The first references to the Ixtlán del Río (Los Toriles) site are by historians and monks. Together, these provide an outline of the way of life in the region and the location of some pre-Hispanic settlements. According to the material and information obtained, the site’s development began in the Classic period, perhaps in the year 400, and continued through the Postclassic period, until the arrival of the Spanish. At this time, different local groups began to settle, as well as groups who had influence on or connections to other cultural areas, such as the center and north of Mexico in its various stages.
This archeological site was registered again in 1946 by the archeologist and anthropologist José Coruna Núñez, when it received the name Los Toriles de Ixtlán del Río. It is popularly known as the “bullpen” or “bull ring” by the people, becauase of the appearance of the temple dedicated to Ehecatl-Quetzalcoatl, which has a circular base. The site covers an area of more than 200 acres and was a city in constant growth. Its inhabitants placed great importance on the city’s buildings which they enlarged or changed over time. Furthermore, they implemented an organized urban layout, with staircases, restricted entrances, open spaces, altars, sidewalks, drains, roads, districts and palaces all over the city, which reached its peak between 700 and 1200.
Between the years 300 BC and 600 AD a cultural complex flourished in the area known as the Shaft Tomb tradition. One of its notable characteristics is the underground funerary architecture, which is extremely varied. It has vertical, conical and bottle neck shafts, from 5 to as many as 52 feet in depth, at the end of which are one or several interconnected mortuary chambers. The Shaft Tomb tradition also includes colored ceramic, although it is not as carefully made. This tradition was succeeded by the Aztatlán culture, between 750 and 1100 AD, which included columns, porches, large open spaces, interior courtyards, central altars, roads, carved stones attached to temple walls, as well as staircases and drainage systems. This tradition is also distinguished by its obsidian working using multiple tools, by smooth red pottery for domestic use, and by the gradual abandonment of the ceremonial center.
In 1904, the French anthropologist Léon Diguet and the Norwegian ethnographer Carl Lumholtz embarked on a study of the site and its circular temple, as well as the Ahuacatlán and Ixtlán shaft tombs and the El Tambor (“The Drum”) petroglyphs. The resulting publications, supplemented with photographs, triggered the looting of archeological pieces in the region, which continued until 1970. In 1945, the US anthropologist Edward W. Gifford recorded 16 archeological sites, most of them in the Ahuacatlán valley and San José de Gracia, among them Ixtlán del Río (Los Toriles). The first classification of ceramics in the area was produced by him.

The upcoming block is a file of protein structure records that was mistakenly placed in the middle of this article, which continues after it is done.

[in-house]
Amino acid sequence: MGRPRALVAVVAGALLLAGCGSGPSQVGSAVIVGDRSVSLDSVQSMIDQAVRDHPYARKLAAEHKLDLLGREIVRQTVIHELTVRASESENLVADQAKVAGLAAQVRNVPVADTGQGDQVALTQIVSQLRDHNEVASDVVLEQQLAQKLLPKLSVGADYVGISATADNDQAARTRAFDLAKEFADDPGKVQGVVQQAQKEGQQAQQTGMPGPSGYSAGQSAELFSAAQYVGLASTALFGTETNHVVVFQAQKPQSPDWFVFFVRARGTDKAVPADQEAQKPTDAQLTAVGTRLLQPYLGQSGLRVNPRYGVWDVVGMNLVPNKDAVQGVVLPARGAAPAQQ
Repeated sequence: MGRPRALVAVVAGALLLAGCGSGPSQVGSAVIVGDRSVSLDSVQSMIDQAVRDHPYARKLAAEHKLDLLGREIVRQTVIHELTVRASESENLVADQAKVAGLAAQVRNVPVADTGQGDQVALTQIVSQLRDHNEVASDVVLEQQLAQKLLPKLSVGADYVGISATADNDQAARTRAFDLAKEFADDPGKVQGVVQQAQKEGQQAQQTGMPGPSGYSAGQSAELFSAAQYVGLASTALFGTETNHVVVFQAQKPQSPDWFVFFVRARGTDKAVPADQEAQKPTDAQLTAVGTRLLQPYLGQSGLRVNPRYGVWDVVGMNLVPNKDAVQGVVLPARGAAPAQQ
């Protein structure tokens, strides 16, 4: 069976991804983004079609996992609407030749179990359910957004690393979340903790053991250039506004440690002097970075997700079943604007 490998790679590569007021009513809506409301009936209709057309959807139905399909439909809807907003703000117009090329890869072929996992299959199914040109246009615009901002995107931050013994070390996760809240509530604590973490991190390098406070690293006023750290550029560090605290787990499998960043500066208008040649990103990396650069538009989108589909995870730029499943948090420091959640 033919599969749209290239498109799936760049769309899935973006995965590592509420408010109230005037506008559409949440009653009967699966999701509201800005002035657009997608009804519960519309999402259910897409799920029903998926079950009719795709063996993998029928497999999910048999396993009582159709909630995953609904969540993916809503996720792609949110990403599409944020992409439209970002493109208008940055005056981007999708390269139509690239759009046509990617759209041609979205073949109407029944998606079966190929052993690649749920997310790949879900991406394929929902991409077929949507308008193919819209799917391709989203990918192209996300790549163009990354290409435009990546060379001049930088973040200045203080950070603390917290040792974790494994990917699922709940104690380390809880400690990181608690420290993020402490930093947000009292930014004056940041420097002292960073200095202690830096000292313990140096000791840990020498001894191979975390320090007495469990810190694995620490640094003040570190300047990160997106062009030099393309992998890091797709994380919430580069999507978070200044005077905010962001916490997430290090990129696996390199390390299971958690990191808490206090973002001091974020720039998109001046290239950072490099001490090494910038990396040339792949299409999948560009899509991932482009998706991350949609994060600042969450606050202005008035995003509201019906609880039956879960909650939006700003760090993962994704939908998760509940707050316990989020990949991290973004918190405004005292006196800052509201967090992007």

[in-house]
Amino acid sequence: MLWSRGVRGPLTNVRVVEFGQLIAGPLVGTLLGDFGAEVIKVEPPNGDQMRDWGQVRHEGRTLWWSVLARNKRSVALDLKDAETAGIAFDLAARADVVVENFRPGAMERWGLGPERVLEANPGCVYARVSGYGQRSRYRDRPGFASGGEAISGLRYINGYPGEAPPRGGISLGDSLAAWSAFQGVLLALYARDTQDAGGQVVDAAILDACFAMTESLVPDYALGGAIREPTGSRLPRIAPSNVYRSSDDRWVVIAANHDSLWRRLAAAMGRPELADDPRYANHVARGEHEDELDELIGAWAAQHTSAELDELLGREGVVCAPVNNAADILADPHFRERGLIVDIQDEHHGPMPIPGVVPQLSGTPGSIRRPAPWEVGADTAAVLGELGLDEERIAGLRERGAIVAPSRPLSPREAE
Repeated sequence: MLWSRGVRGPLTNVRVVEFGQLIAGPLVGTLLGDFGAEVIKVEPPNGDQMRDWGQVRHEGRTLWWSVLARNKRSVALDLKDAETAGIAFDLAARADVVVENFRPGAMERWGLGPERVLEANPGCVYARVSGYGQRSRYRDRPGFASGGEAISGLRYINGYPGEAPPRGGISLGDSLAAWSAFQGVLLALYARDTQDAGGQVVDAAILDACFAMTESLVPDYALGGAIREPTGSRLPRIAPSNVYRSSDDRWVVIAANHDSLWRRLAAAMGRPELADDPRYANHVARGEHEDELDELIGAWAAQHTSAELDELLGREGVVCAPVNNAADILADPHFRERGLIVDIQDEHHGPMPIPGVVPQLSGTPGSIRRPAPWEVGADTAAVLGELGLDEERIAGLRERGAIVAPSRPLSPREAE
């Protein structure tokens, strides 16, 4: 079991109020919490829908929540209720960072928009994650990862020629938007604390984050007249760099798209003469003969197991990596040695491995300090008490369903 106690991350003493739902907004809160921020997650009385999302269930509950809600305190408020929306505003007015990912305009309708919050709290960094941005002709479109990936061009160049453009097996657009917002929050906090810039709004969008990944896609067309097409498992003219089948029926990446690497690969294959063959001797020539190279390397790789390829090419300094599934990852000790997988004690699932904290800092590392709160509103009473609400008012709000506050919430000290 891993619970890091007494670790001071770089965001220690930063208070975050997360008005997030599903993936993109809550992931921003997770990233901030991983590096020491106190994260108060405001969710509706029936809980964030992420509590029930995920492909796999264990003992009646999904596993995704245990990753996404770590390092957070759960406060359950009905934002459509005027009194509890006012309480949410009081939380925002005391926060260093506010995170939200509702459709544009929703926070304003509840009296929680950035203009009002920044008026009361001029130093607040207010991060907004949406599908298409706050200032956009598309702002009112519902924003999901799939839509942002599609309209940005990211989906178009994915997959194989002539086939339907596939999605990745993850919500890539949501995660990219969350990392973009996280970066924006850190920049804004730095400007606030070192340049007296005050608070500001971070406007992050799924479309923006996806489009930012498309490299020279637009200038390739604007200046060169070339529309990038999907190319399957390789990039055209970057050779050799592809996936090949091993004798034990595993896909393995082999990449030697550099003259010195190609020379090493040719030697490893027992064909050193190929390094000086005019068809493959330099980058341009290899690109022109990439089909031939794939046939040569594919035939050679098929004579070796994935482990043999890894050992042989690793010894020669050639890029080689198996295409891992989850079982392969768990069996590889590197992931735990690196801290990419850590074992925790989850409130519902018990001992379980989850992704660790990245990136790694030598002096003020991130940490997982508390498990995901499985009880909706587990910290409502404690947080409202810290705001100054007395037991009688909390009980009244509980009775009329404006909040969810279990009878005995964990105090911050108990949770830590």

Between 1947 and 1949, José Corona Núñez undertook a full exploration and restoration of the Ehecatl-Quetzalcoatl Temple. In his reports, he starts by giving an account of the serious damage done to the monument by the parish priest of Ixtlán, just before 1904, who contrived to make a cut through the center of the building. He also referred to serious damage caused by a detachment of federal soldiers to one of the staircases in 1945, acting on their general’s orders. For seven years, between 1961 and 1967, the archeologist Eduardo Contreras concluded the rescue and restoration of the Palacio de los Relieves (“The Palace of the Bas-reliefs”), the Central Altar and the Palacio de las Columnas (“The Palace of Columns”). After almost twenty years of inactivity, in 1988-1989 the archeologist Raúl Arana restored the intermediate complex of squares and altars known as Section B, where the Recinto Adoratorio (“Enclosed Sanctuary”), the Palacio de las Columnas Superpuestas (“The Palace of Overlapping Columns”), the Cuadro del Hechicero (“The Painting of the Witch”) and the Palacio de los Fogones (“The Palace of Ovens”) are found.
- In general, the Shaft Tombs were reused. After burying one or more individuals, they were reopened to bury others. They assembled the skeletal remains of the first individuals into mounds which they placed at the ends of the mortuary chambers.
- The Aztlán tradition also stood out for its development of metallurgy, of techniques such as lost wax, embossing, rolling and false filigree, which they used to make ornamental and ritual objects and musical instruments.
- The clay pottery is admired for its polychromatic application of red, white, orange, black, yellowish white and brown, which are used to adorn rounded pots, earthenware pots, mortars and elegant vases with exact and symmetrical fretwork patterns, snakes, snails, feathers, waves and crosses.
- Due to the extensive looting, floors made from clay and tiled with fine slabs were broken. Occasionally, the damage was so great that it altered the inner core and the foundations.
- Large volumes of extracted material were used for modern buildings, causing irreparable losses that make the reconstruction of altars, promontories and mounds impossible.
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